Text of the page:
|How to keep videos from pixelating in browser|
| 11:41 pm on Dec 25, 2008 (gmt 0)|
This is my first post here—sorry if it's a bit long.
How do I keep my flash videos from pixelating when viewed in a browser using the zoom feature (as in Opera, Explorer, and Firefox)?
So far, I've been embedding my videos using the Dreamweaver "insert: media: flash video" routine.
The videos look perfectly sharp when viewed in any browser at 100%. They're also acceptable when zoomed OUTSIDE the browser, in RealPlayer or Quicktime.
On other sites, I see videos that zoom without pixelation, or that don't allow zooming (the video keeps the same dimensions as other page elements expand.) I'd be happy with either solution. Any help would be greatly appreciated!
| 4:00 pm on Dec 27, 2008 (gmt 0)|
I'm not familiar with flash video but the same principals apply for any type of video. I'd venture to guess you don't have enough bitrate or the player scales video poorly.
The first thing to understand is how compressed video is created. If for example you start out with format that is only lightly compressed like DV-AVI each frame of video has an individual picture which is lightly compressed. To achieve more compression with codecs like MPEG, WMV etc. Frames are put into what is called a group of pictures (GOP). The first frame of a GOP is called the I-Frame and that is the only one that is full frame, subsequent frames are made up of previous frames. This why you'll see a lot of macroblocking during fast motion on some clips that will look normal when no one is moving. There's not enough bitrate to store all these changes from frame to frame so you get big blocks or macroblocking as it is commonly referred to.
The bitrate required for a given video so these blocks don't occur varies depending on the resolution of the video, the codec used and the content of the video. I'll use MPEG2 as example which is used for DVD. if you use a resolution of 720X480 you can set a bitrate of 8000kbps which should eliminate all but minute macroblocking, anything over 8000kbps and you're just creating a larger file. Once you get down around 4000kbps you'll start to get some real bad macroblocking and at the point you're better off using a lower resolution. You'll lose detail BUT you won't have all those blocks.
Assuming the player scales video well a 320X240 MPEG video encoded at 1000kbps will be superior to a 720X480 video encoded at 2000-3000kbps especially if there is large amount of action in the video.
So the short answer is you need more bitrate or a lower resolution but that's assuming you're encoding from a good source video to start with. You can't take a stepped on video and reencode it to higher bitrate to make it look better. A video should be encoded to compressed format from the highest quality source you have once and only once. Each recompression will degrade the video, how much "depends".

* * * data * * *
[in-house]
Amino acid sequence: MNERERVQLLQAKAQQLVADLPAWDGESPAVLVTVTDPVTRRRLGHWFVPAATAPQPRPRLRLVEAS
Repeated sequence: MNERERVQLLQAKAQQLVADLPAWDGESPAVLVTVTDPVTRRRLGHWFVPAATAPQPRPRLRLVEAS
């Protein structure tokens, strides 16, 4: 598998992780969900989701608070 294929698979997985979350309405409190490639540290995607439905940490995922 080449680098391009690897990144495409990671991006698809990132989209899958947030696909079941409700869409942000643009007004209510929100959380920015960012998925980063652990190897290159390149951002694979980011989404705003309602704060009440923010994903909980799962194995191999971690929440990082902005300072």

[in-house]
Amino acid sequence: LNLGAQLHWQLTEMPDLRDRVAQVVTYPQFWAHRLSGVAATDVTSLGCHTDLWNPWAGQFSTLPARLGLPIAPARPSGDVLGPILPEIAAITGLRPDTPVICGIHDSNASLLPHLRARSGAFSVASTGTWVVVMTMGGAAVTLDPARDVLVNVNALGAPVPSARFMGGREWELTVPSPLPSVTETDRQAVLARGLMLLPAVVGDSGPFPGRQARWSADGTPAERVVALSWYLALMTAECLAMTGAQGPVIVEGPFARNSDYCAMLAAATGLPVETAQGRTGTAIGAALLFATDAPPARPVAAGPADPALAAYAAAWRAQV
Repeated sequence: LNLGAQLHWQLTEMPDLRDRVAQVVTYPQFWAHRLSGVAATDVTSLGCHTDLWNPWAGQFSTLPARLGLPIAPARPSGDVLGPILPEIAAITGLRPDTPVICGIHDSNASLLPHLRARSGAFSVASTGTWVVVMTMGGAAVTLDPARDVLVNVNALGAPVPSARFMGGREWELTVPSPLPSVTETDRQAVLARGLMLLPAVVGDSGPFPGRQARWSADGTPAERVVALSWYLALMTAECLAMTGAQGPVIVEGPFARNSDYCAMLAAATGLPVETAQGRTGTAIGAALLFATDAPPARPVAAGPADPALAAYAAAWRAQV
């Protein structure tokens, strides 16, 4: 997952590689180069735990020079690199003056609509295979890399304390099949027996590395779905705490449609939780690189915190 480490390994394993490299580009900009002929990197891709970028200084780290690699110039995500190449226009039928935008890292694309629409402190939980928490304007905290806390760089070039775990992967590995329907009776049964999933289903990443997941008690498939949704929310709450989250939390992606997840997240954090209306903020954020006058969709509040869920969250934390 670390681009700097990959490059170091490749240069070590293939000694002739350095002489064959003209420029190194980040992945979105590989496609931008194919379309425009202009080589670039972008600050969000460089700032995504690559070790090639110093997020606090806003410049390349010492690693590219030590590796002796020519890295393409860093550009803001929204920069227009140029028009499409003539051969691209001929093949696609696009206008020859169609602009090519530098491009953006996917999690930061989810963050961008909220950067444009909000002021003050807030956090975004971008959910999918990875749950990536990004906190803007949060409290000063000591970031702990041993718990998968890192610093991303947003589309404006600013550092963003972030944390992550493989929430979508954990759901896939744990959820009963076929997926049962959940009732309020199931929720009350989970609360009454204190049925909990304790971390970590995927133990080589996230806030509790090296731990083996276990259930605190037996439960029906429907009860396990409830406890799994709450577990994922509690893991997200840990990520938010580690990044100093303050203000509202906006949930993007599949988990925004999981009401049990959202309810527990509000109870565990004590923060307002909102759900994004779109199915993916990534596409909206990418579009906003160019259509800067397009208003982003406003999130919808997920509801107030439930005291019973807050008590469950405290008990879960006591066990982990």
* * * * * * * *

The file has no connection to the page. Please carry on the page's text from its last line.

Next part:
Codecs like WMV or others made for higher compression can use much lower bitrates than the examples I provided.
| 4:43 am on Dec 28, 2008 (gmt 0)|
Thanks so much for the detailed response. It'll take me a while to digest it all as I'm not a web professional, but a musician and teacher creating an instructional website.
I do have a question, though. I understand that WW forbids links. But is there some way to attach a .png file? If you saw a picture of the kind of image degradation I'm talking about, it could save a lot of possible misunderstandings. For example, my primary concern has to do with text overlays, so motion is not an issue at all.
I'm considering subscribing to the site, but it would be a lot more useful to me with the ability to share images in some way.
| 1:14 pm on Dec 28, 2008 (gmt 0)|
No images in posts that I'm aware of.
Is it like a comb effect you're seeing?
One thing I did not mention is video produced on video cams is interlaced on standard models, some will produce progressive. This looks terrible on a monitor except most players will deinterlace it on the fly.
If that's the case try deinterlacing it, any editor/encoder should have this option. One thing to note is this should only be done under these circumstances. Video that is already interlaced should be left as interlaced as it looks fine on a standard TV or software made for playing interlaced footage.
| 12:40 am on Dec 29, 2008 (gmt 0)|
Thanks, Coalman. I've managed to solve the problem by using a different player. It's called FlowPlayer. Are you familiar with it?
It turns out there was no problem with my video files at all. They look great on Flowplayer, even when the browser is zoomed 200% and more. Now I just have to learn the ins and outs of this player. It'll cost me $100. But it looks like they have good support, which I'll greatly appreciate!